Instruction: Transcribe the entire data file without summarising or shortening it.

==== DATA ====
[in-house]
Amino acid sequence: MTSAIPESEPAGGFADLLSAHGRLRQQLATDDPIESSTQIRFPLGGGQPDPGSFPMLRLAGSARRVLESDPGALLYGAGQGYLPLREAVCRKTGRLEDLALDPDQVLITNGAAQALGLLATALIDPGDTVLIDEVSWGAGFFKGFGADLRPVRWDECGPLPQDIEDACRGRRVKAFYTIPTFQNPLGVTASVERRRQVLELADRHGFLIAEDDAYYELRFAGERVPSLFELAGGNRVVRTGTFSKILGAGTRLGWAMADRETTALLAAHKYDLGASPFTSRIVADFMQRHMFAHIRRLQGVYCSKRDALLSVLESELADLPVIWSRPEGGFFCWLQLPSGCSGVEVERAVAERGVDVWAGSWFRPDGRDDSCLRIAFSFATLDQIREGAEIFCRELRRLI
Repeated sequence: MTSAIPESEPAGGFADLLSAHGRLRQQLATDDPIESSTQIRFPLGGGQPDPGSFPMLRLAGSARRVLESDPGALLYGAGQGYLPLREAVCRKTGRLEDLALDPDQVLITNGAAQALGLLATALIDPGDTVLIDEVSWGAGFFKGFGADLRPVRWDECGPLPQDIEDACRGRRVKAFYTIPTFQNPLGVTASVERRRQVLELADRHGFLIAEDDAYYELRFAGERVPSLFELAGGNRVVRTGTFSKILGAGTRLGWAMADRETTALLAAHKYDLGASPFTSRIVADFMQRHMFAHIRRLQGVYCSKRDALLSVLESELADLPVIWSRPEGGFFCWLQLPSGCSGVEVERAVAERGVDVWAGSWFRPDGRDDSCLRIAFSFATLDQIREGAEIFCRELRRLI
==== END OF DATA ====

[in-house]
Amino acid sequence: MTSAIPESEPAGGFADLLSAHGRLRQQLATDDPIESSTQIRFPLGGGQPDPGSFPMLRLAGSARRVLESDPGALLYGAGQGYLPLREAVCRKTGRLEDLALDPDQVLITNGAAQALGLLATALIDPGDTVLIDEVSWGAGFFKGFGADLRPVRWDECGPLPQDIEDACRGRRVKAFYTIPTFQNPLGVTASVERRRQVLELADRHGFLIAEDDAYYELRFAGERVPSLFELAGGNRVVRTGTFSKILGAGTRLGWAMADRETTALLAAHKYDLGASPFTSRIVADFMQRHMFAHIRRLQGVYCSKRDALLSVLESELADLPVIWSRPEGGFFCWLQLPSGCSGVEVERAVAERGVDVWAGSWFRPDGRDDSCLRIAFSFATLDQIREGAEIFCRELRRLI
Repeated sequence: MTSAIPESEPAGGFADLLSAHGRLRQQLATDDPIESSTQIRFPLGGGQPDPGSFPMLRLAGSARRVLESDPGALLYGAGQGYLPLREAVCRKTGRLEDLALDPDQVLITNGAAQALGLLATALIDPGDTVLIDEVSWGAGFFKGFGADLRPVRWDECGPLPQDIEDACRGRRVKAFYTIPTFQNPLGVTASVERRRQVLELADRHGFLIAEDDAYYELRFAGERVPSLFELAGGNRVVRTGTFSKILGAGTRLGWAMADRETTALLAAHKYDLGASPFTSRIVADFMQRHMFAHIRRLQGVYCSKRDALLSVLESELADLPVIWSRPEGGFFCWLQLPSGCSGVEVERAVAERGVDVWAGSWFRPDGRDDSCLRIAFSFATLDQIREGAEIFCRELRRLI